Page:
Solution 03 HEB Supply manufactures airsoft guns used by recreational gamers producing a box of 2 500 air soft ammunition is as follows Direct materials
Solution HEB Supply manufactures airsoft guns used by recreational gamers producing a box of air soft ammunition
Solution HEB Supply manufactures airsoft guns used by recreational gamers producing a box
airsoft guns used by recreational gamers producing a box of air soft ammunition is as follows Direct materials
Solution HEB Supply manufactures airsoft guns used by recreational gamers producing
a box of air soft ammunition is as follows Direct materials
Solution HEB Supply manufactures airsoft guns used by
Solution HEB Supply manufactures
(Solution) 03 HEB Supply manufactures airsoft guns used by recreational gamers. producing a box of 2,500 air soft ammunition is as follows: Direct materials...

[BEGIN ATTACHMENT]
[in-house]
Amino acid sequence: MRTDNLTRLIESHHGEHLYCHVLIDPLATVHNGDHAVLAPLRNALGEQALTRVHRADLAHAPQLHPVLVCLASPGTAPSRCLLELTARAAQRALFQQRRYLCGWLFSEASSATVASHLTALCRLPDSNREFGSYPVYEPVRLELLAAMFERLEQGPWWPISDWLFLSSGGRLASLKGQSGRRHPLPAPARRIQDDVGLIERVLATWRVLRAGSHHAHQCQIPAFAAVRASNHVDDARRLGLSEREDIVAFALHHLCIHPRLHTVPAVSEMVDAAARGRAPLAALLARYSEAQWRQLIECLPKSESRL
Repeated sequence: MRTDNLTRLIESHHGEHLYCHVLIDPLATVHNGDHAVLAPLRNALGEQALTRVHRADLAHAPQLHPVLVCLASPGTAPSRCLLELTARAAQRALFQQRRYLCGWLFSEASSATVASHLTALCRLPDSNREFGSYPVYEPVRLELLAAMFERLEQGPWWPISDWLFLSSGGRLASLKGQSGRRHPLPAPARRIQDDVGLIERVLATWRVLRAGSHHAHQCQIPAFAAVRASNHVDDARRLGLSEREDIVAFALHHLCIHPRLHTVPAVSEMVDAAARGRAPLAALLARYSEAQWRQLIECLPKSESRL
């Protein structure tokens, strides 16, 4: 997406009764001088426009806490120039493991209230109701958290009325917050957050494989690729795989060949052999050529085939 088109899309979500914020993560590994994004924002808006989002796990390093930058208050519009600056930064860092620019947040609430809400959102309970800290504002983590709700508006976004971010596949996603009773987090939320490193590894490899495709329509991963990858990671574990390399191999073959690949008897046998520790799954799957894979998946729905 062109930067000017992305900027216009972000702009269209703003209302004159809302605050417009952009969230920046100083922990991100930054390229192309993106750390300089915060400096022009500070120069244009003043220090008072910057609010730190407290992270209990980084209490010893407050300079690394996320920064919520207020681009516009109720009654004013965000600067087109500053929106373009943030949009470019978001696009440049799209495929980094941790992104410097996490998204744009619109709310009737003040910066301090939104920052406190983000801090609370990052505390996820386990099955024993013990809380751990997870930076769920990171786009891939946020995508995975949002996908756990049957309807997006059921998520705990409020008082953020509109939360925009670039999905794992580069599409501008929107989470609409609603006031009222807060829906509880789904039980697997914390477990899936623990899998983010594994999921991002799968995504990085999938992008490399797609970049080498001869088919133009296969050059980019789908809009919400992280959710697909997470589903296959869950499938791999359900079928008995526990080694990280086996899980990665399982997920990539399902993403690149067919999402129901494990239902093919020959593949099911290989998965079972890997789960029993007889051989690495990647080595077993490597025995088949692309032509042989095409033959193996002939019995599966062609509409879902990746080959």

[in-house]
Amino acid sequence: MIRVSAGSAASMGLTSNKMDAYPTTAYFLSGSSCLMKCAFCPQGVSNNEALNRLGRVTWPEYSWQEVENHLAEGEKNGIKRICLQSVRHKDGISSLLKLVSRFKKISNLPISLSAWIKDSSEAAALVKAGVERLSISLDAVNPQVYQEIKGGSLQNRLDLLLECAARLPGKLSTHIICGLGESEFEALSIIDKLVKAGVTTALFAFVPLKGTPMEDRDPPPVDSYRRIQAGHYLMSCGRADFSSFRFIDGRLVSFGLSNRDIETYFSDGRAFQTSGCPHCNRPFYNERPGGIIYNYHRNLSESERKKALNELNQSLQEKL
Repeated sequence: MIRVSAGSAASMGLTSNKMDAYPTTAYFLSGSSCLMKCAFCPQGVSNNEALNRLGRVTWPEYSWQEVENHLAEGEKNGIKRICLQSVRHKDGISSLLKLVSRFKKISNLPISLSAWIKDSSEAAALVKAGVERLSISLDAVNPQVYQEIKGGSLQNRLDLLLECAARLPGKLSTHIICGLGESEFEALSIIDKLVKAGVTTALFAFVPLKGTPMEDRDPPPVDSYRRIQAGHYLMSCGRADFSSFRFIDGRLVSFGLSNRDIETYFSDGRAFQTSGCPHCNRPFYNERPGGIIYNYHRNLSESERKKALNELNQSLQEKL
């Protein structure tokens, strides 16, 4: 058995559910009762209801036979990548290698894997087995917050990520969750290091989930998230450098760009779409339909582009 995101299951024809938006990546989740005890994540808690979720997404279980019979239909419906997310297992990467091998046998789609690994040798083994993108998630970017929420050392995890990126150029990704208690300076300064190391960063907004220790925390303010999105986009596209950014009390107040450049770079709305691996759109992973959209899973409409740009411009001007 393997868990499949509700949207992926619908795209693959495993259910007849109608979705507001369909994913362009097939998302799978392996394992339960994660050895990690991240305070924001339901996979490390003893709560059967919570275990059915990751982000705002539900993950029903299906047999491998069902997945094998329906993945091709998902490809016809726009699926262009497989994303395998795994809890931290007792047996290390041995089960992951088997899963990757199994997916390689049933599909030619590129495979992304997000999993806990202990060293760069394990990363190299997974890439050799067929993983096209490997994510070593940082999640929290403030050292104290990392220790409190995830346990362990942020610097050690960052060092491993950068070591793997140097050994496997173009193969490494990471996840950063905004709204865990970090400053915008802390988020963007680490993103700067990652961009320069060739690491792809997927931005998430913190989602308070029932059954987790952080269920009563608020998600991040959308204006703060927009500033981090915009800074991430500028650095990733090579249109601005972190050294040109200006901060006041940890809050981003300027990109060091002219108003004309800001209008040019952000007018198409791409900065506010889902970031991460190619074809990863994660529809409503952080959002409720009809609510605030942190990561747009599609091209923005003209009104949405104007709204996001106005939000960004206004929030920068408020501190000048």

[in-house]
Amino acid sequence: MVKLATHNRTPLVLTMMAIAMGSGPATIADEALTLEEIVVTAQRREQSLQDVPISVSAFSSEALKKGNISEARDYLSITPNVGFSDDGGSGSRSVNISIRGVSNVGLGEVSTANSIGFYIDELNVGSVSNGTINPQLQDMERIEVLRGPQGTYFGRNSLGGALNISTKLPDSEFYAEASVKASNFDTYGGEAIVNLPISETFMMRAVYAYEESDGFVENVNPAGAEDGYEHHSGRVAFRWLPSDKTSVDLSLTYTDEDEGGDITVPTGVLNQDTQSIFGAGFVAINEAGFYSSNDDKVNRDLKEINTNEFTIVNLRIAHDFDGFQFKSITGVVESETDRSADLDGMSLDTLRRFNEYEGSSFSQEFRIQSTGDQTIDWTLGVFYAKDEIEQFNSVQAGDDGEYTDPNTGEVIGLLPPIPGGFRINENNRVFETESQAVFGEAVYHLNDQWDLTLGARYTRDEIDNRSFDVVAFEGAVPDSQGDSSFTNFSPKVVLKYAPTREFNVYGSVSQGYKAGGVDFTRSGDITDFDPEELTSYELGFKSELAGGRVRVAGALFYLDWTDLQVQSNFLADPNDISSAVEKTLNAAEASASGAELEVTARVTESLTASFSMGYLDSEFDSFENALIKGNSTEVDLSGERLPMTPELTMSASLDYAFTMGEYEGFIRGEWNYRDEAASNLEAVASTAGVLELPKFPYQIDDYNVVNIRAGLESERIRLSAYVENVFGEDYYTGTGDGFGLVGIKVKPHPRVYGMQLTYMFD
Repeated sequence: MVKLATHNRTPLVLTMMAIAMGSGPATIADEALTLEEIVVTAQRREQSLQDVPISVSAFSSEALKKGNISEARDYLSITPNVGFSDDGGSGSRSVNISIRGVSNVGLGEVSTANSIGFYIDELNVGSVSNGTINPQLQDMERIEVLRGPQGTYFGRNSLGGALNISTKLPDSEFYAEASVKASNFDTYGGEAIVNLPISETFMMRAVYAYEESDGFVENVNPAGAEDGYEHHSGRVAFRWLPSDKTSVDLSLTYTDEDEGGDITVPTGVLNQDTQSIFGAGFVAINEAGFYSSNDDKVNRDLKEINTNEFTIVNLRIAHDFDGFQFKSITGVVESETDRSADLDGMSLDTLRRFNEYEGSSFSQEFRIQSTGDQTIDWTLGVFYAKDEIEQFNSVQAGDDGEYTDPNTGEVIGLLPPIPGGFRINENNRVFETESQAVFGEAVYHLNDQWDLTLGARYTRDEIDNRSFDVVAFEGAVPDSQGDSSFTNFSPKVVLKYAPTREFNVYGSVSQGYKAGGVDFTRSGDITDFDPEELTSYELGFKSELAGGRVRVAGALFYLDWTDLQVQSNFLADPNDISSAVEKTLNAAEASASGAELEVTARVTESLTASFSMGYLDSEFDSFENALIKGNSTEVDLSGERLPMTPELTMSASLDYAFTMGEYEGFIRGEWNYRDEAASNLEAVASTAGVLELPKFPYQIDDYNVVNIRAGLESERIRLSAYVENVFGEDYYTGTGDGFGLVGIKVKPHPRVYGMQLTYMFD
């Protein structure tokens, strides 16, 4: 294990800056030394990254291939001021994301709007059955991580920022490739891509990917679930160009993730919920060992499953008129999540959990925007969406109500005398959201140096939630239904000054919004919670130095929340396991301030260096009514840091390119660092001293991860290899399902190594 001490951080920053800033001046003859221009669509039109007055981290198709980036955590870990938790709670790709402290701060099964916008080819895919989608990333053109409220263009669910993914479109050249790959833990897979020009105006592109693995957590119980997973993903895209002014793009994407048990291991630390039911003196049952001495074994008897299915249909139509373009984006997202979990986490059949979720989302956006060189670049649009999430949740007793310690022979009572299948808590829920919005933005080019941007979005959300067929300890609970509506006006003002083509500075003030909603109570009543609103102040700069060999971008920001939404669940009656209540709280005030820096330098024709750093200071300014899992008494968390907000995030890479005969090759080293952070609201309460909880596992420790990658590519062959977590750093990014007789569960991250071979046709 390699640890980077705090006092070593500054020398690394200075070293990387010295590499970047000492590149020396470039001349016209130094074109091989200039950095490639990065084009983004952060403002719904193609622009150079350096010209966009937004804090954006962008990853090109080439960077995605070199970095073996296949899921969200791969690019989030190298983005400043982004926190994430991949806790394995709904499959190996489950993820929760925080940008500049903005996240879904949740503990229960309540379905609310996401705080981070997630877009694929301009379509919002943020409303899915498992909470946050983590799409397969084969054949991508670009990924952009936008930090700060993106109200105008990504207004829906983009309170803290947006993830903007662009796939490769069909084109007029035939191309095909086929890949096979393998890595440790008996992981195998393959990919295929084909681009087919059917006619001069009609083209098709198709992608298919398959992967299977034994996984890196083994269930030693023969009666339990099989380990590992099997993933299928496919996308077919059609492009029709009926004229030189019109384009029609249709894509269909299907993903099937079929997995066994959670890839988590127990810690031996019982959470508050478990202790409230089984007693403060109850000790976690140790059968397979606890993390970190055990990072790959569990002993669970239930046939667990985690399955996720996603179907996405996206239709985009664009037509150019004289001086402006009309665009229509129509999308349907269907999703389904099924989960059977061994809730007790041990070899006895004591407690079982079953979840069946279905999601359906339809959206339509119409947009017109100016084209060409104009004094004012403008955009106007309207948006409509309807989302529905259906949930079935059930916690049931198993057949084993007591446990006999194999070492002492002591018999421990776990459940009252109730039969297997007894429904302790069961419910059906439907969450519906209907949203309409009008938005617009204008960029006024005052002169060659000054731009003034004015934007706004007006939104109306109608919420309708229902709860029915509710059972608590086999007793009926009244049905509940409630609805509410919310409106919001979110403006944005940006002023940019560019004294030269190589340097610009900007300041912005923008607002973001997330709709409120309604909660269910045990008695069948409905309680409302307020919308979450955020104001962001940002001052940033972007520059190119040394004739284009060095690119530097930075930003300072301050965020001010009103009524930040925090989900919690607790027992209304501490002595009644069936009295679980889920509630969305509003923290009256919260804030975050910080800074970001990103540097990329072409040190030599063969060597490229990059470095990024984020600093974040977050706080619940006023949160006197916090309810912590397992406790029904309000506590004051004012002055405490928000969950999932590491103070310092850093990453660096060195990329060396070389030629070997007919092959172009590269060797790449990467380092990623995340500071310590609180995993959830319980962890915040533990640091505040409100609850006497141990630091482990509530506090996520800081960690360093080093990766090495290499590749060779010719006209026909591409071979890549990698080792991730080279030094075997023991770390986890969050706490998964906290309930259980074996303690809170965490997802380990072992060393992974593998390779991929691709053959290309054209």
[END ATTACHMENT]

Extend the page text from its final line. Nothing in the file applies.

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https://www.youtube.com/watch?v=brvhCnYvxQQAfter completing the Video and the reading, address the following:1. What is your reaction to the various reasons presented for climate change?2. In what way is climate change linked to national security?3. Setting aside our differences as to the causes of climate change, and acknowledging that it is happening, what (if anything) should be done by nations to mitigate its effects? Or should we just accept that it is happening, that some will suffer during the transition, and that's just the way it is and always has been?What Shanl We Mam? The Tragedy of the Commons The population problem has no technical solution; it requires a fundamental extension in morality. Garrett Hardin At the end of a thoughtful article on the future of nuclear war, Wiesner and York (1) concluded that: "Both sides in the arms race are . .. confronted by the dilemma of steadily increasing military power and steadily decreasing national security. It is our considered profes- sional judgment that this dilemma has no technical solution. If the great pow- ers continue to look for solutions in the area of science and technology only, the result will be to worsen the situa- tion." I would like to focus your attention not on the subject of the article (na- tional security in a nuclear world) but on the kind of conclusion they reached, namely that there is no technical solu- tion to the problem. An implicit and almost universal assumption of discus- sions published in professional and semipopular scientific journals is that the problem under discussion has a technical solution. A technical solution may be defined as one that requires a change only in. the techniques of the natural sciences, demanding little or nothing in the way of change in human values or ideas of morality. In our day (though not in earlier times) technical solutions are always welcome. Because of previous failures in prophecy, it takes courage to assert that a desired technical solution is not possible. Wiesner and York exhibited this courage; publishing in a science journal, they insisted that the solution to the problem was not to be found in the natural sciences. They cautiously qualified their statement with the phrase, "It is our considered profes- The author is professor of biology, University of California, Santa Barbara. This article is based on a presidential address presented before the meeting of the Pacific Division of the Ameri- can Association for the Advancement of Science at Utah State University, Logan, 25 June 1968. 13 DECEMBER 1968 sional judgment. . . ." Vhether they were right or not is not the concern of the present article. Rather, the concern here is with the important concept of a class of human problems which can be called "no technical solution problems," and, more specifically, with the identifi- cation and discussion of one of these. It is easy to show that the class is not a null class. Recall the game of tick- tack-toe. Consider the problem, "How can I win. the game of tick-tack-toe?" It is well known that I cannot, if I as- sume (in keeping with the conventions of game theory) that my opponent un- derstands the game perfectly. Put an- other way, there is no "technical solu- tion" to the problem. I can win only by giving a radical meaning to the word "win." I can hit my opponent over the head; or I can drug him; or I can falsify the records. Every way in which I "win" involves, in some sense, an abandon- ment of the game, as we intuitively un- derstand it. (I can also, of course, openly abandon the game-refuse to play it. This is what most adults do.) The class of "No technical solution problems" has members. My thesis is that the "population problem," as con- ventionally conceived, is a member of this class. How it is conventionally con- ceived needs some comment. It is fair to say that most people who' anguish over the population problem are trying to find a way to avoid the evils of over- population without relinquishing any of the privileges they now enjoy. They think that farming the seas or develop- ing new strains of wheat will solve the problem-technologically. I try to show here that the solution they seek cannot be found. The population problem can- not be solved in a technical way, any more than can the problem of winning the game of tick-tack-toe. Population, as Malthus said, naturally tends to grow "geometrically," or, as we would now say, exponentially. In a finite world this means that the per capita share of the world's goods must steadily decrease. Is ours a finite world? A fair defense can be put forward for the view that the world is infinite; or that we do not know that it is not. But, in terms of the practical problems that we must face in the next few genera- tions with the foreseeable technology, it is clear that we will greatly increase human misery if we do not, during the immediate future, assume that the world available to the terrestrial human pop- ulation is finite. "Space" is no escape (2). A finite world can support only a finite population; therefore, population growth must eventually equal zero. (The case of perpetual wide fluctuations above and below zero is a trivial variant that need not be discussed.) When this condition is met, what will be the situa- tion of mankind? Specifically, can Ben- tham's goal of "the greatest good for the greatest number" be realized? No-for two reasons, each sufficient by itself. The first is a theoretical one. It is not mathematically possible to maximize for two (or more) variables at the same time. This was clearly stated by von Neumann and Morgenstern (3), but the principle is implicit in the theory of partial differential equations, dating back at least to D'Alembert (1717- 1783). The second reason springs directly from biological facts. To live, any organism must have a source of energy (for example, food). This energy is utilized for two puposes: mere main- tenance and work. For man, mainte- nance of life requires about 1600 kilo- calories a day ("maintenance calories'). Anything that he does over and above merely staying alive will be defined as work, and is supported by "work cal- ories" which he takes in. Work calories are used not only for what we call work in common speech; they are also re- quired for all forms of enjoyment, from swimming and automobile racing to playing music and writing poetry. If our goal is to maximize population it is obvious what we must do: We must make the work calories per person ap- proach as close to zero as possible. No gourmet meals, no vacations, no sports, no music, no literature, no art. . . . I think that everyone will grant, without 1243 on April 28, 2016 http://science.sciencemag.org/ Downloaded from